How Do Your Emotions Affect Your Behaviors?

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The psychological and physiological aspects of human emotion have a profound impact on behavior. While a limited subset of human behavior is involuntary, the bulk is partially or wholly mediated by thought and is undertaken by choice. Deciphering the complex interplay of emotion and behavior has long been a primary focus for scholars in the field of psychology. A clear understanding of the basics can help you can achieve your personal, career and relationship goals.

The ABC Cycle

  • Originally developed and refined by psychologists including Ellis, Beck, Mahoney and Michenbaum, a primary tenet of modern cognitive behavioral theory is that affect (emotion), behavior and cognition (thought) are mutually influential. In other words, each can affect the other. This cycle is often depicted as a triangle with vertices connected by lines with arrows on both ends. This triangle forms the basis for cognitive-behavioral theory, or CBT, in which clients learn to change their emotions and behaviors by intentionally making specific, carefully tailored changes to their thoughts.

    Consider the following scenario. You have just begun a diet. Around lunchtime, your boss deposits a thick slice of heavily iced cake on your desk. He congratulates you and tells you that you just won an office contest for most valued employee. Your thoughts about your diet and yourself may influence your decision about eating the cake. Your cake-eating behavior (or refusal) may impact your emotions, and those emotions may impact future behavior. Each of the triangle's vertices (i.e., affect, behavior, cognition) can impact the other two.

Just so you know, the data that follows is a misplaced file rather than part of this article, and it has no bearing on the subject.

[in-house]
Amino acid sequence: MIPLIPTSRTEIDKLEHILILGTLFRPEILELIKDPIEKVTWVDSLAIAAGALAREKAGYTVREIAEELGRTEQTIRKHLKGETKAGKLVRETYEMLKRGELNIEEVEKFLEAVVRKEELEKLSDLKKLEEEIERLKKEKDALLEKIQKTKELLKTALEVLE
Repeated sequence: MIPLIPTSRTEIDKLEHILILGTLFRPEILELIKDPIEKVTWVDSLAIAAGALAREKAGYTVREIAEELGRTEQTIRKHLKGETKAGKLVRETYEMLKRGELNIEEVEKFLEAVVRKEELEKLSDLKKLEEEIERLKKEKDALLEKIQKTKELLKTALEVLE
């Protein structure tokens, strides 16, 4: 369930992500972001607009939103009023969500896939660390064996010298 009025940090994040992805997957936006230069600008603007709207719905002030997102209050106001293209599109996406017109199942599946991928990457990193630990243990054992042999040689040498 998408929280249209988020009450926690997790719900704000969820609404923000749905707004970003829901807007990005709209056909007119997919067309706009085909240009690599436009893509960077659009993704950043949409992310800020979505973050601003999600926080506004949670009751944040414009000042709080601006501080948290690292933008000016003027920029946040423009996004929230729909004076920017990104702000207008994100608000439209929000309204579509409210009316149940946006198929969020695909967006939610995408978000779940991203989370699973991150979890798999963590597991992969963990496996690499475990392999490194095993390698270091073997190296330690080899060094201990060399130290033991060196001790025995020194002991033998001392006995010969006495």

Cognition and Behavior Impact Affect

  • Your thoughts about your decision to eat the cake as well as the cake-eating behavior itself can have a profound and long-lasting impact on your mood. Whether you feel proud and happy about winning the award or guilty and stressed for abandoning your dieting commitment may hinge on your thoughts about the event, your boss and yourself.

Cognition and Affect Impact Behavior

  • Your self-talk and mood at the time of the cake offer can make the difference between eating the luscious prize or politely declining. If you are fearful or anxious in the presence of your boss, you may be particularly vulnerable to making a regrettable decision. According to Dr. Jill Williams' doctoral research at Bangor University, decisions made while in a heightened state of arousal can result in impaired performance. In many cases, the old adage to "sleep on" important decisions is excellent advice. In the cake-eating scenario, it is best to simply take a few moments to thoroughly think through the decision, rather than succumbing to a knee-jerk response.

Affect and Behavior Impact Cognition

  • Your feelings about eating (or resisting the urge to eat) the hypothetical cake can affect your thoughts and self-talk. If you feel anxious or guilty about eating the cake, you may begin to believe that you are unable to stick to a diet. This negative self-talk, in turn, can lead to future behaviors that serve to reinforce the thoughts, such as repeated "cheating" on the diet. Alternatively, successfully declining the treat can lead to positive feelings and self-talk that will lead to future successes in similar scenarios.

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